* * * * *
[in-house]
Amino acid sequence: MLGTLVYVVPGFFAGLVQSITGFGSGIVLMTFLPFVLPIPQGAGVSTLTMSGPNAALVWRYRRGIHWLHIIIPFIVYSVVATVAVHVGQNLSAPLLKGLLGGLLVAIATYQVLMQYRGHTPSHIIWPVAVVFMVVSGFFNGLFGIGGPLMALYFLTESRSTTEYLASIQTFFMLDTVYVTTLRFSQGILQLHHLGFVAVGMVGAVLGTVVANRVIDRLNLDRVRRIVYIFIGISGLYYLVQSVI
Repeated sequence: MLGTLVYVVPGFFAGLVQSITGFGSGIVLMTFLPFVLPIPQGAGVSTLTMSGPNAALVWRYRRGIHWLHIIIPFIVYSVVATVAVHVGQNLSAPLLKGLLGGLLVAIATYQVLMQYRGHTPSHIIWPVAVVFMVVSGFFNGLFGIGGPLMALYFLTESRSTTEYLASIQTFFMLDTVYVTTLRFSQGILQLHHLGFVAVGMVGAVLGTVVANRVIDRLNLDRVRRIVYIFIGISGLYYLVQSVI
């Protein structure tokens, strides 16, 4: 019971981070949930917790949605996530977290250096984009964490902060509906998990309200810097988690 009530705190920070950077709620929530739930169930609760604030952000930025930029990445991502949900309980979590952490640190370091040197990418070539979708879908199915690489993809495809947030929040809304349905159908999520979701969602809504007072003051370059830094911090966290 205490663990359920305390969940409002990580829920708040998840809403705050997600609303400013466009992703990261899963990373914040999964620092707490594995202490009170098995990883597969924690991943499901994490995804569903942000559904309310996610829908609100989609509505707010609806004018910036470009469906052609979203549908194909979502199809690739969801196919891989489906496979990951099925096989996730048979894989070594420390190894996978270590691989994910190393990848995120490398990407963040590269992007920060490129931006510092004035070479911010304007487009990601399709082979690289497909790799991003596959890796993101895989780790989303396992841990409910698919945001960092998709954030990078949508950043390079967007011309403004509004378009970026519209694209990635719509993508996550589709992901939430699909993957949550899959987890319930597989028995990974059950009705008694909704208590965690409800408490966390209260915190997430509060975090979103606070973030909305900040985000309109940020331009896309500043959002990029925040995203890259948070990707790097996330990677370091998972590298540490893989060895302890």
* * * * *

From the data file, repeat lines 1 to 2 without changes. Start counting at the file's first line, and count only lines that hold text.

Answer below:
[in-house]
Amino acid sequence: MLGTLVYVVPGFFAGLVQSITGFGSGIVLMTFLPFVLPIPQGAGVSTLTMSGPNAALVWRYRRGIHWLHIIIPFIVYSVVATVAVHVGQNLSAPLLKGLLGGLLVAIATYQVLMQYRGHTPSHIIWPVAVVFMVVSGFFNGLFGIGGPLMALYFLTESRSTTEYLASIQTFFMLDTVYVTTLRFSQGILQLHHLGFVAVGMVGAVLGTVVANRVIDRLNLDRVRRIVYIFIGISGLYYLVQSVI